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It’s time to celebrate Persian New Year: Nowruz!

 

Photo by Parham S licensed CC BY-NC 2.0  

It’s time to celebrate the Persian New Year called Nowruz (say "NO-rooz"). Let’s learn more about this special holiday that comes around every spring. 

What is it?

Baha'i temple

Photo of Bahá’í Temple by Chris Bentley licensed CC BY-NC-ND 2.0 

Nowruz is the name of the New Year’s Day holiday that’s celebrated by many countries in the Middle East and Central Asia and those in the Bahá’í faith (say "ba-HIGH"). It marks the beginning of the Bahá’í year and falls at the start of spring. This year, the holiday is observed on March 20th (or 21st, depending on your location). Nowruz means "new day," which is fitting since it celebrates new beginnings.

How is it celebrated?

traditional Kazah dancers

Traditional Kazakh Nowruz dancers. Photo by Ken & Nyetta licensed CC BY 2.0 

Before the holiday, people prepare for Nowruz with a nineteen-day Bahá’í fast. They go without food from sunrise to sunset. During this time, people also focus on daily prayers and reflections. Some get ready for Nowruz by cleaning their house from top to bottom and decorating their homes with fresh flowers. When Nowruz finally arrives, people dress up and visit with friends and family, celebrating with prayers, music, dancing and feasts. It's a time of joyful celebration.

Are there any other special traditions?

a traditional Nowruz table

Photo by Karl Stewart licensed CC BY-NC-ND 2.0 

The Haft-Sin table is an important part of Nowruz celebrations. This table is carefully set up with items, some of which will be shared with family and friends on the holiday. A special cloth called a sofreh is first placed on the table. Then seven traditional items are arranged on it, including: wheat, lentils or barley, flowers, dried fruit, garlic, apples and vinegar. Each item is a symbol of spring and renewal. Sometimes the table is also decorated with other items, like a holy book, a mirror, a goldfish in a bowl for good luck, or painted eggs.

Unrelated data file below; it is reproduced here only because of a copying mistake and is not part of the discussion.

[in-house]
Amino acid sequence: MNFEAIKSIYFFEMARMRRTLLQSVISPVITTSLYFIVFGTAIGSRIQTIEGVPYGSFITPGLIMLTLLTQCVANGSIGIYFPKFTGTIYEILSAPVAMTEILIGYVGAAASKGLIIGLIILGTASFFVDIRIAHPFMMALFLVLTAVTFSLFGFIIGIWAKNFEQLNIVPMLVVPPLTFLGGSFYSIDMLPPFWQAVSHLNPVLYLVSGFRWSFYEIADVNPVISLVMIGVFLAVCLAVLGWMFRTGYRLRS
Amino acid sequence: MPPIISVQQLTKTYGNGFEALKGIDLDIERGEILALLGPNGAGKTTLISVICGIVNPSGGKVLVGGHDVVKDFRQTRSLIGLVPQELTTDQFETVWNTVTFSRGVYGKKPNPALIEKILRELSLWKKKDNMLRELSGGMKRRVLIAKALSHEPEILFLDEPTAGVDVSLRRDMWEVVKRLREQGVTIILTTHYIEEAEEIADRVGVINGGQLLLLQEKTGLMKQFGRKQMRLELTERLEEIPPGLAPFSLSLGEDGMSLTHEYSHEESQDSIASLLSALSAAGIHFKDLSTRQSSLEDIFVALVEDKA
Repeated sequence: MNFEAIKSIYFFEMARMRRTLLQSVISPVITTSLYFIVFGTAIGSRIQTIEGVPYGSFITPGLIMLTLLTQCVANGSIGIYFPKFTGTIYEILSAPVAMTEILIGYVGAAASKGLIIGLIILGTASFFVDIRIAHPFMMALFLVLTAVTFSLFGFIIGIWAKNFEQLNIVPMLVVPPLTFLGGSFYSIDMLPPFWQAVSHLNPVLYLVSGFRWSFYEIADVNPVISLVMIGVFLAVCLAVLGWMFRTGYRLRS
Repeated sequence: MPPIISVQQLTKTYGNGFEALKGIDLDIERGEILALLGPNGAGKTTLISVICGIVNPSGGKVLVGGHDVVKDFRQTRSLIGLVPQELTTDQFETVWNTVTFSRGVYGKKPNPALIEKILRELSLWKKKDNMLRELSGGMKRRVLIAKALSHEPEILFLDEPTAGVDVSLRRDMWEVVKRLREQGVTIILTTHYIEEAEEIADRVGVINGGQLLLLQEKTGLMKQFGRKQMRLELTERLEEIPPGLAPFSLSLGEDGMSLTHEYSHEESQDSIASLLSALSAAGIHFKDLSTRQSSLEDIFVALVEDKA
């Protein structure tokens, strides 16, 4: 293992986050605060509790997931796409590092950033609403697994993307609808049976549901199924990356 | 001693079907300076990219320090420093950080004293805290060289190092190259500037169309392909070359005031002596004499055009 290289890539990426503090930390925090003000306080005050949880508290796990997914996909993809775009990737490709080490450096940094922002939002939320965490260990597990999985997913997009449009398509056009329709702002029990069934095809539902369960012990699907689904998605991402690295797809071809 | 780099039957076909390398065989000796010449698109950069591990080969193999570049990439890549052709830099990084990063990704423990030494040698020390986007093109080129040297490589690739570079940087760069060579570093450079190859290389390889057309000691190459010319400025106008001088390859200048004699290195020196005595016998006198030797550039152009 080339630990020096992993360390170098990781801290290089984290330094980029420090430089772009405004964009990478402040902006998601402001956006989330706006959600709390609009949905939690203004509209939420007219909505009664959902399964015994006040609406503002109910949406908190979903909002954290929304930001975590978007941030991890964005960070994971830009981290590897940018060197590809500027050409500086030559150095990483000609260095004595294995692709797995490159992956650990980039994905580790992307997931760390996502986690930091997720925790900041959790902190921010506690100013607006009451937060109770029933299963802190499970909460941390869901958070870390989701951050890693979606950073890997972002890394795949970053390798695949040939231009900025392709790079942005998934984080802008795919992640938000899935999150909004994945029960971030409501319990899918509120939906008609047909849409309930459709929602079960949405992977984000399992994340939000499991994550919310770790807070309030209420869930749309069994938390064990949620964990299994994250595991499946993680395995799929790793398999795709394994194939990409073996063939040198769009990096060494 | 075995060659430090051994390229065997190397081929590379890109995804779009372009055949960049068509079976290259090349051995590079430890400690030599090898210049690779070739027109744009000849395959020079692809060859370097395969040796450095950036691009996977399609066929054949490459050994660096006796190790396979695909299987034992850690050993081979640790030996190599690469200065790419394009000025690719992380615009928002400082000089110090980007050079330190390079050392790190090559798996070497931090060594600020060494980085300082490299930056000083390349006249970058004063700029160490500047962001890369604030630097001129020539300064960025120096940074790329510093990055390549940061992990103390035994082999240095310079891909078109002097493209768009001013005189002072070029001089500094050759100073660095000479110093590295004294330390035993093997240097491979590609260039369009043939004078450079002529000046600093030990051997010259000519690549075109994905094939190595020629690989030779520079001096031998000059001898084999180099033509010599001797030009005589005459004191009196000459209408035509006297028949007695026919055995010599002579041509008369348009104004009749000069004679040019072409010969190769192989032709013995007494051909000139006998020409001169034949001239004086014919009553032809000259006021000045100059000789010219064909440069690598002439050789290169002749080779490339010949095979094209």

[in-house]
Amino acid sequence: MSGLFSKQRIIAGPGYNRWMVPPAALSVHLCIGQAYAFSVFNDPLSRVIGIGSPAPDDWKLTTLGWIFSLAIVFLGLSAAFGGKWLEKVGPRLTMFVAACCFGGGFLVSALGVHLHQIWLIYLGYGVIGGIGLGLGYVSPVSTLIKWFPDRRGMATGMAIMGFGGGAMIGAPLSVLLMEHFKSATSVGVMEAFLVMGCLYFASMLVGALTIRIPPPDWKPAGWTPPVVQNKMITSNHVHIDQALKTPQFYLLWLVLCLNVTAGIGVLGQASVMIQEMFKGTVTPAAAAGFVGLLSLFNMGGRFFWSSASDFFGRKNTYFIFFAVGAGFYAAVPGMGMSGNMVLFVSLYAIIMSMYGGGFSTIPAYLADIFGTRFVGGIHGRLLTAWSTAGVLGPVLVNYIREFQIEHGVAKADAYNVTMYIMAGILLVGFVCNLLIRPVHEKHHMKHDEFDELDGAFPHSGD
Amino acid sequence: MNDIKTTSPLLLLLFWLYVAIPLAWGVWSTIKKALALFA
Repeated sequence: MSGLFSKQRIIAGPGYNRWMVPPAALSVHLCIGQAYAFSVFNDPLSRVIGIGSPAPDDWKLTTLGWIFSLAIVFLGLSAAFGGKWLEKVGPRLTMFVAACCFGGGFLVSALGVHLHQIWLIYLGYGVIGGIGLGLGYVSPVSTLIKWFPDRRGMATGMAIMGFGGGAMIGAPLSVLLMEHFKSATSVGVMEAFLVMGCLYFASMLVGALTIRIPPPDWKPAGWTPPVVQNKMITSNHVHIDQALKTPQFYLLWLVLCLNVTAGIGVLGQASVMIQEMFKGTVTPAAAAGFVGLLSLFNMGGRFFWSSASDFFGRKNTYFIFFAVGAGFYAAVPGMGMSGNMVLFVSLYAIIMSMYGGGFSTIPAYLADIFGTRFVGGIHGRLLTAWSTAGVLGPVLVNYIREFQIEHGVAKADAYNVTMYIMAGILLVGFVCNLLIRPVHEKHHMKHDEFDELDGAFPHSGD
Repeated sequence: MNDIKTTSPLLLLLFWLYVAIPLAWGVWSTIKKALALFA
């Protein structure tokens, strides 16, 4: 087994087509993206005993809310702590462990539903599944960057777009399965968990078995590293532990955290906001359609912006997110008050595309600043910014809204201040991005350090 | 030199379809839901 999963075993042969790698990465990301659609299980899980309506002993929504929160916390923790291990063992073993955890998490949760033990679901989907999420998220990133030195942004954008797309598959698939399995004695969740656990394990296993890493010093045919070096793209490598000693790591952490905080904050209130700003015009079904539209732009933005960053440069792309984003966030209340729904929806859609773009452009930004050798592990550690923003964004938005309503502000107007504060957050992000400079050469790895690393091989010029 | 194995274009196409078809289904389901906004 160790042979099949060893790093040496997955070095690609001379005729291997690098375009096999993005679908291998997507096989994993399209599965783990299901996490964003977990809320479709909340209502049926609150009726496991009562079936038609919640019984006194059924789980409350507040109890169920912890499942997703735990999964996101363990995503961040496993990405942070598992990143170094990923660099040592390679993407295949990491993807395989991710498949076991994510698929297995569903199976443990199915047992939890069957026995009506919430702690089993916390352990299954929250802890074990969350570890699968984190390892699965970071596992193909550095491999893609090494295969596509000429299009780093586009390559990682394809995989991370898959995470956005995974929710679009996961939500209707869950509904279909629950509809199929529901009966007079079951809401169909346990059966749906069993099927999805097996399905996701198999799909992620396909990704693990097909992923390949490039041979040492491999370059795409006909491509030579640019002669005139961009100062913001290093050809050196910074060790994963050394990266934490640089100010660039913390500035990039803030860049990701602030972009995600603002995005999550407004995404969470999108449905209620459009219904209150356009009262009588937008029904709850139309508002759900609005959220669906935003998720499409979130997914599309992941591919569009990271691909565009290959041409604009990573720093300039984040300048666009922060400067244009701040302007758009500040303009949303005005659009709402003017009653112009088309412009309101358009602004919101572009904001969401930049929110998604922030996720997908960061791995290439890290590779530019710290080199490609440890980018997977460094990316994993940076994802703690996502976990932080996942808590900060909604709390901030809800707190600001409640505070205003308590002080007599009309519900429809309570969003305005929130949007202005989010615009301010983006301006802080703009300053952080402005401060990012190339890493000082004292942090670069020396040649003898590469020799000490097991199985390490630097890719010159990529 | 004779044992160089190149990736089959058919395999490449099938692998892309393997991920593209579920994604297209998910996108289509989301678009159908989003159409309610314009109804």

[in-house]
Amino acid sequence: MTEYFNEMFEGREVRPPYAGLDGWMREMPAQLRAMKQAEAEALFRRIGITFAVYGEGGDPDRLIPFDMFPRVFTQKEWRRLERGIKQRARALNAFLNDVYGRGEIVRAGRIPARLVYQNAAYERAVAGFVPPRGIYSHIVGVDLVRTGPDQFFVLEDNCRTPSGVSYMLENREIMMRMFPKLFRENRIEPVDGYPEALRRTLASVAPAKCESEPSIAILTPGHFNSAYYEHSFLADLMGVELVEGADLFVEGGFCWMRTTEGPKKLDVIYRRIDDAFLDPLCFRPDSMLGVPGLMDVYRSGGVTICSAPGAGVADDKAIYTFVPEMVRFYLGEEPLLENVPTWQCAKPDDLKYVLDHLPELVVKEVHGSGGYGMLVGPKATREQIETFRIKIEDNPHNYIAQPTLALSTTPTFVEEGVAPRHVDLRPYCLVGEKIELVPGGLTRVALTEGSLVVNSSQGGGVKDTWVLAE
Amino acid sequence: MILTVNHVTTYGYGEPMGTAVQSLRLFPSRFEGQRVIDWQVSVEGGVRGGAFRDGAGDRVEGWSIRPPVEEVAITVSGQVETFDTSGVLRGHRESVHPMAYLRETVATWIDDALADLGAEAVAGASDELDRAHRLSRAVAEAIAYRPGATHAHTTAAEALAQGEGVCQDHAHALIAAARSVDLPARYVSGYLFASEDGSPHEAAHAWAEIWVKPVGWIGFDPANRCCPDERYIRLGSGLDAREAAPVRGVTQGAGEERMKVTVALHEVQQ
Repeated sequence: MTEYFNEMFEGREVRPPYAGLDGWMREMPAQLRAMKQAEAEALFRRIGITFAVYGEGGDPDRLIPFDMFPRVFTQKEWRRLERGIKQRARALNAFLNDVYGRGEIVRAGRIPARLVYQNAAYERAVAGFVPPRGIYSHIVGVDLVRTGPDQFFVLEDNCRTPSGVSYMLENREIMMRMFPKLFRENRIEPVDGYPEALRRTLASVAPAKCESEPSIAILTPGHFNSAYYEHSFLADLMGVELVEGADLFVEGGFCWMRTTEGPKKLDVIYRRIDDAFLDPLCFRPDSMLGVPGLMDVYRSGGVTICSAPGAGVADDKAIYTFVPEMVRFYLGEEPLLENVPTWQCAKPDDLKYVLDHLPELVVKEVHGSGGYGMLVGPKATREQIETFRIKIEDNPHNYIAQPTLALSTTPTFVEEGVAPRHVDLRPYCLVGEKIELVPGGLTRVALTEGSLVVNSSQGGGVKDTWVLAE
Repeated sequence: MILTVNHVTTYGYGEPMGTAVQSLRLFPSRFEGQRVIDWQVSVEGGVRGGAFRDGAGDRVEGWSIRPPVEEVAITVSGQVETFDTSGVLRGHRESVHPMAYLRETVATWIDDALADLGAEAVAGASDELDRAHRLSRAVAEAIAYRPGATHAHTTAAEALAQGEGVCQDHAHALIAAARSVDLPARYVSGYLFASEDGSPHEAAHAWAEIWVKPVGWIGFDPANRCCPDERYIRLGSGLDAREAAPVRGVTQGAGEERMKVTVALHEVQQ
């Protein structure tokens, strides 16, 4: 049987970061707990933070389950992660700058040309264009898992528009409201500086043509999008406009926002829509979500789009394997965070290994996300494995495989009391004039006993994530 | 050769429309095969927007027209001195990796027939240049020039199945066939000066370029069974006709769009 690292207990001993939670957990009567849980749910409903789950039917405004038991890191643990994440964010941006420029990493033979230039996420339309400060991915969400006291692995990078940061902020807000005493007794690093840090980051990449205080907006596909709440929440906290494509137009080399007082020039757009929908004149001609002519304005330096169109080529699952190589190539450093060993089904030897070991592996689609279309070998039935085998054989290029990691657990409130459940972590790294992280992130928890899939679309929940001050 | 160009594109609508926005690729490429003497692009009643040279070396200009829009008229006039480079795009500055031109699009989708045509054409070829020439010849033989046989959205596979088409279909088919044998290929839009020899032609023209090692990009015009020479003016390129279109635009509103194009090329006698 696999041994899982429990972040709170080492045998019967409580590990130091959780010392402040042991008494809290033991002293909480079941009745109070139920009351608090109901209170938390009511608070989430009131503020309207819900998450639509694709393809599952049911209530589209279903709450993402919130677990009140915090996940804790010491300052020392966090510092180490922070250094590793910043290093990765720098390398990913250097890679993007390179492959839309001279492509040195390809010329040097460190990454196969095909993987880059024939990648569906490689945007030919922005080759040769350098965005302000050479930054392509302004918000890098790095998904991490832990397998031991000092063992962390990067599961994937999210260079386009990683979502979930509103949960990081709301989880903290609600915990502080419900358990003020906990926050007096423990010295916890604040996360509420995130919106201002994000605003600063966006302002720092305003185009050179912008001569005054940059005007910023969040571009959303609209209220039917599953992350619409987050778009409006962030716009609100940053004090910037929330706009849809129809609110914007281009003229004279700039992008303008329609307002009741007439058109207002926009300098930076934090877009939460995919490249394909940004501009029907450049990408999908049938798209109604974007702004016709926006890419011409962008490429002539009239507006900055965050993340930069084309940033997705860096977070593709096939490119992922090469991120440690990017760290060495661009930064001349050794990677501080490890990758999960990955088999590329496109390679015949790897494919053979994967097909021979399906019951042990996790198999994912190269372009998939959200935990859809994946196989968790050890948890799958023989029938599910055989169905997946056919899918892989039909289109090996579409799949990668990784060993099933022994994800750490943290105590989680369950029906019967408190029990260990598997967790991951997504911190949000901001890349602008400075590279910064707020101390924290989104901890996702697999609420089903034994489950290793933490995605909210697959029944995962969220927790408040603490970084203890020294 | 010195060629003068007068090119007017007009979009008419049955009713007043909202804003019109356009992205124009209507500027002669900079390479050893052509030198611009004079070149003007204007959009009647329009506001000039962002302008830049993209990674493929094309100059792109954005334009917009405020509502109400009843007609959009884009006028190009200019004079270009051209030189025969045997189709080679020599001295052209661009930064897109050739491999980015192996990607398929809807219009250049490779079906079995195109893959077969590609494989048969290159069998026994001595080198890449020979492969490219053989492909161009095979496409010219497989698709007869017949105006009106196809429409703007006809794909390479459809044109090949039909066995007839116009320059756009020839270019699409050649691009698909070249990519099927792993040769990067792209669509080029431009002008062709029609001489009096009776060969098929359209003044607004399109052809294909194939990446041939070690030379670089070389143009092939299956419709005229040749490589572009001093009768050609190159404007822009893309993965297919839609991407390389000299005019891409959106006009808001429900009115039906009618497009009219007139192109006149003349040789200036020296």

What happens after Nowruz?

Persians in Holland having picnics by the river

Persians in Holland celebrating Sizdah Bedar. (Wikimedia/PersianDutchNetwork/CC BY-SA 3.0)

Thirteen days after Nowruz is celebrated, a festival called Sizdah Bedar is held. On this day, families spend time outside at a park or in the countryside and have a festive picnic. The day is all about being outside in nature and enjoying spring. At the end of the day, each family throws away the greenery from their Haft-Sin table. This ritual symbolizes a new beginning for families as the New Year gets started.